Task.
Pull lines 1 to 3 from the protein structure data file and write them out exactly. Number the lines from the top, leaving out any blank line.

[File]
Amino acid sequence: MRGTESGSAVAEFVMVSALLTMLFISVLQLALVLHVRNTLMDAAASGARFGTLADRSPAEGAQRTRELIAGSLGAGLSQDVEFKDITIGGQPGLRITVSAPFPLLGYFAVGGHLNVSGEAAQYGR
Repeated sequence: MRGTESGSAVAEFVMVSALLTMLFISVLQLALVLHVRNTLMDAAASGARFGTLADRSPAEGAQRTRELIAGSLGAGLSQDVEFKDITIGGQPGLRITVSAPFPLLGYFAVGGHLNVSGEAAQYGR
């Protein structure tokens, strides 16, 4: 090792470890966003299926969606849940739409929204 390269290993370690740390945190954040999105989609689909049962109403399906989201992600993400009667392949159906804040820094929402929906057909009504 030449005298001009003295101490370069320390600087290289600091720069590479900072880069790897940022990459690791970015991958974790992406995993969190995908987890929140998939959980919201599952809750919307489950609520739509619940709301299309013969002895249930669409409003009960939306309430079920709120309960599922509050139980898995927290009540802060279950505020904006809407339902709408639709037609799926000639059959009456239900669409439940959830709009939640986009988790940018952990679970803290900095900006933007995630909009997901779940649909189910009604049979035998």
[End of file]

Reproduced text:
Amino acid sequence: MRGTESGSAVAEFVMVSALLTMLFISVLQLALVLHVRNTLMDAAASGARFGTLADRSPAEGAQRTRELIAGSLGAGLSQDVEFKDITIGGQPGLRITVSAPFPLLGYFAVGGHLNVSGEAAQYGR
Repeated sequence: MRGTESGSAVAEFVMVSALLTMLFISVLQLALVLHVRNTLMDAAASGARFGTLADRSPAEGAQRTRELIAGSLGAGLSQDVEFKDITIGGQPGLRITVSAPFPLLGYFAVGGHLNVSGEAAQYGR
């Protein structure tokens, strides 16, 4: 090792470890966003299926969606849940739409929204 390269290993370690740390945190954040999105989609689909049962109403399906989201992600993400009667392949159906804040820094929402929906057909009504 030449005298001009003295101490370069320390600087290289600091720069590479900072880069790897940022990459690791970015991958974790992406995993969190995908987890929140998939959980919201599952809750919307489950609520739509619940709301299309013969002895249930669409409003009960939306309430079920709120309960599922509050139980898995927290009540802060279950505020904006809407339902709408639709037609799926000639059959009456239900669409439940959830709009939640986009988790940018952990679970803290900095900006933007995630909009997901779940649909189910009604049979035998």